Wood Furnace w/ Air-to-Water Heat Exchanger

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JonWisconsin

New Member
Oct 24, 2021
4
Wisconsin, USA
Hi Everyone,

Looking for some advice on designing a hydronic heating system for my 2000 sqft shop. Shop is used mostly on the weekends, so the heat will be off most of the time. I've got ~2000 ft of 1/2" PEX in the slab, which I'd love to make use of. I don't live near the shop, so heating 200+ gallons of fluid is a non-starter (ie, outdoor boiler is not an option). I've looked at indoor boilers, but again, that's a pretty large volume of fluid to heat up, and most options are above my budget. As an alternative, I'm considering using an indoor forced-air type wood furnace, and sticking an 'air-to-water' heat exchanger in the plenum. The blower would pull air through the heat exchanger and circulate it directly back to the stove.

Would this work? I'm sure there must me some obvious flaw in this design, I just can figure out what it is...

Thanks in advance for any feedback.
 

Bad LP

Minister of Fire
Nov 28, 2014
1,846
Northern Maine
If your not keeping the slab sort of warm it’s going to need some time to work.

Unit heater and a hot water tank isn’t to fancy for a shop. A friend did it with his extra garage with RFH.
 
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JonWisconsin

New Member
Oct 24, 2021
4
Wisconsin, USA
If your not keeping the slab sort of warm it’s going to need some time to work.

Unit heater and a hot water tank isn’t to fancy for a shop. A friend did it with his extra garage with RFH.
Thanks for the quick feedback Bad LP. I've got the slab split into two zones (1000 sqft each). Most of my work happens in one half of the shop, so I would focus mainly on heating that side of the slab. I imagine it would take most of the first day just get the slab up to a comfortable temp. That was another reason that I was thinking that a wood furnace might be a good way to go. I would plan to put 'bypasses' into the ductwork so that I could blow some hot air around as needed.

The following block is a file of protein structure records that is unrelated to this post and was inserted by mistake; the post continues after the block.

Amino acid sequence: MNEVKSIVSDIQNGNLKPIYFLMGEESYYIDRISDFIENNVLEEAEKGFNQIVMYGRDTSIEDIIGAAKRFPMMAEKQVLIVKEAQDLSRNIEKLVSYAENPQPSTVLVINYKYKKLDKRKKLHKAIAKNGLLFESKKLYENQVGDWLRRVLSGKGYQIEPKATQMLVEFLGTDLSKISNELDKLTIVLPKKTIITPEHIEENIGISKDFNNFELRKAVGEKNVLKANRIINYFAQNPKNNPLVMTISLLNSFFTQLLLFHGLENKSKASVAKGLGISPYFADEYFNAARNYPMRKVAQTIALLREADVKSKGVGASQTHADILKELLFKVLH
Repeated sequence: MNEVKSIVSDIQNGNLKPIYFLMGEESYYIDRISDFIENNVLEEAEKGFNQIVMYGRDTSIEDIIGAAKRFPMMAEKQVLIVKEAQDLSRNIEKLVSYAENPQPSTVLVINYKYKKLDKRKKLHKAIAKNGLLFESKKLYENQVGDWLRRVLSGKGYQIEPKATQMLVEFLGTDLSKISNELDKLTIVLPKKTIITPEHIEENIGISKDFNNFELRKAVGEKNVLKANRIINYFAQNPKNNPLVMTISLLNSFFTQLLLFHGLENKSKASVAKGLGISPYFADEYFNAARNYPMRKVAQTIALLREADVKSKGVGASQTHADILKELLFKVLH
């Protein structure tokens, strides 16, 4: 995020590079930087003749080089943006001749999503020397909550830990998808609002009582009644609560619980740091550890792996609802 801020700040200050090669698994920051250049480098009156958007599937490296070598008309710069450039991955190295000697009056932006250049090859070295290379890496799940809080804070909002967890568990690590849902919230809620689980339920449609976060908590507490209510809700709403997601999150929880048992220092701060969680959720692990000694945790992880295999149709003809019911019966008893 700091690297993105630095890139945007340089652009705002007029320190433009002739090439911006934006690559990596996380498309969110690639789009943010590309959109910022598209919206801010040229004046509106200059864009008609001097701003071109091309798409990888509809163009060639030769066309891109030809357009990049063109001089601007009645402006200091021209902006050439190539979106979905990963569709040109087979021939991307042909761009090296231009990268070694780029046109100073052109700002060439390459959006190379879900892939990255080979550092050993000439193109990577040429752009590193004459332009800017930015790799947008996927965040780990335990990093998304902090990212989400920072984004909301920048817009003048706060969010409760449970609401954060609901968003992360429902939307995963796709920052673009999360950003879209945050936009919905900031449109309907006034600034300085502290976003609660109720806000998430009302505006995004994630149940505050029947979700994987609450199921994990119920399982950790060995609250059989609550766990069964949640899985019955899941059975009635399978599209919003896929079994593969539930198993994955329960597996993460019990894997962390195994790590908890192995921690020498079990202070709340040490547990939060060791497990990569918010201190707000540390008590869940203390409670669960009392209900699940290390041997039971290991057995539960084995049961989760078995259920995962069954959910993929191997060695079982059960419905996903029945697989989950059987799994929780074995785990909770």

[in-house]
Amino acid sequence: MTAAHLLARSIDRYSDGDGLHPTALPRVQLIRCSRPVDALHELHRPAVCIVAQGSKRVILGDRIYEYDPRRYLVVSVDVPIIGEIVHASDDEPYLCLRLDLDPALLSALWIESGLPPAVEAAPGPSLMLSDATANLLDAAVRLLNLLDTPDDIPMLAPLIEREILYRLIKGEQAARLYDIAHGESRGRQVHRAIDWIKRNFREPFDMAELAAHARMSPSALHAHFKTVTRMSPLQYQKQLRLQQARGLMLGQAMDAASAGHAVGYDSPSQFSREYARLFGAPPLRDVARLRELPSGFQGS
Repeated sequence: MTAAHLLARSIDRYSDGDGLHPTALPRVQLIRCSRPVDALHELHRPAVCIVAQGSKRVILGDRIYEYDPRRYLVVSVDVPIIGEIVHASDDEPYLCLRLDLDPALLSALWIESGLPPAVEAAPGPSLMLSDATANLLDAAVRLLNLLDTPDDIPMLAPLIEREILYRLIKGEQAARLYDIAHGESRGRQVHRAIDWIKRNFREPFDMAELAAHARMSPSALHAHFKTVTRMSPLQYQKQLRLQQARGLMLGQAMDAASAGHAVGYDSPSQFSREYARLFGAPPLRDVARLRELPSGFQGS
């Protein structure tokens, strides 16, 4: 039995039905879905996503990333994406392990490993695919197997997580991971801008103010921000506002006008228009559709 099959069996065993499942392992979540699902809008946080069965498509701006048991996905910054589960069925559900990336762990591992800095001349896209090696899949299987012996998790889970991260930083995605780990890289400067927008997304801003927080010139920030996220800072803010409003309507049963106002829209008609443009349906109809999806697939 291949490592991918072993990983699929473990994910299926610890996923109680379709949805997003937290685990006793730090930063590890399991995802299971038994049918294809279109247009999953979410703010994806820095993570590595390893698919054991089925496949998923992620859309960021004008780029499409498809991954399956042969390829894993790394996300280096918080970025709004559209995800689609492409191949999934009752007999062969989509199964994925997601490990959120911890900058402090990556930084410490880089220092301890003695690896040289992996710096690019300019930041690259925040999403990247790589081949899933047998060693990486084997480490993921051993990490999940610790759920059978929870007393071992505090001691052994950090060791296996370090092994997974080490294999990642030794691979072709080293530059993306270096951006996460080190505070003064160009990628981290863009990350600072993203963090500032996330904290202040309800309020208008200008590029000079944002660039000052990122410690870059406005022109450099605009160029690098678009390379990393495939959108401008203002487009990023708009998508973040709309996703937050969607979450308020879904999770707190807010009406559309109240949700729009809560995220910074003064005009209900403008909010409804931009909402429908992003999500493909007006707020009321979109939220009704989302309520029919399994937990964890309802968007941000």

What do you mean by a "unit heater"?

I should also note that the shop is 100% off-grid. I've got a 4kw solar system, so I can run any electrical accessories that system has (blowers, pumps), but electric heating is mostly out of the question.
 

electrathon

Minister of Fire
Sep 17, 2015
575
Gresham, OR
Is there insulation under the slab? If not you may find that you cant dump enough heat into the slab to get any real heat gain in the room.
 

Bad LP

Minister of Fire
Nov 28, 2014
1,846
Northern Maine
Thanks for the quick feedback Bad LP. I've got the slab split into two zones (1000 sqft each). Most of my work happens in one half of the shop, so I would focus mainly on heating that side of the slab. I imagine it would take most of the first day just get the slab up to a comfortable temp. That was another reason that I was thinking that a wood furnace might be a good way to go. I would plan to put 'bypasses' into the ductwork so that I could blow some hot air around as needed.

What do you mean by a "unit heater"?

I should also note that the shop is 100% off-grid. I've got a 4kw solar system, so I can run any electrical accessories that system has (blowers, pumps), but electric heating is mostly out of the question.
Unit heater AKA Modine.
Real world experience in Northern ME. Unoccupied house stays set at 50-55. Call up 2 t’stats on 1st floor 24 hours in advance to bring that space up to 70 when winter temps hit.
2005 built house has full basement. 2x12 TGI joists, 1/2 PEX in 1.5 inch’s of gypcrete covered in engineered wood or tile. Fully insulated between joists.

I’m positive I could not bring that up to temp from a dead cold start.
 

JonWisconsin

New Member
Oct 24, 2021
4
Wisconsin, USA
Unit heater AKA Modine.
Real world experience in Northern ME. Unoccupied house stays set at 50-55. Call up 2 t’stats on 1st floor 24 hours in advance to bring that space up to 70 when winter temps hit.
2005 built house has full basement. 2x12 TGI joists, 1/2 PEX in 1.5 inch’s of gypcrete covered in engineered wood or tile. Fully insulated between joists.

I’m positive I could not bring that up to temp from a dead cold start.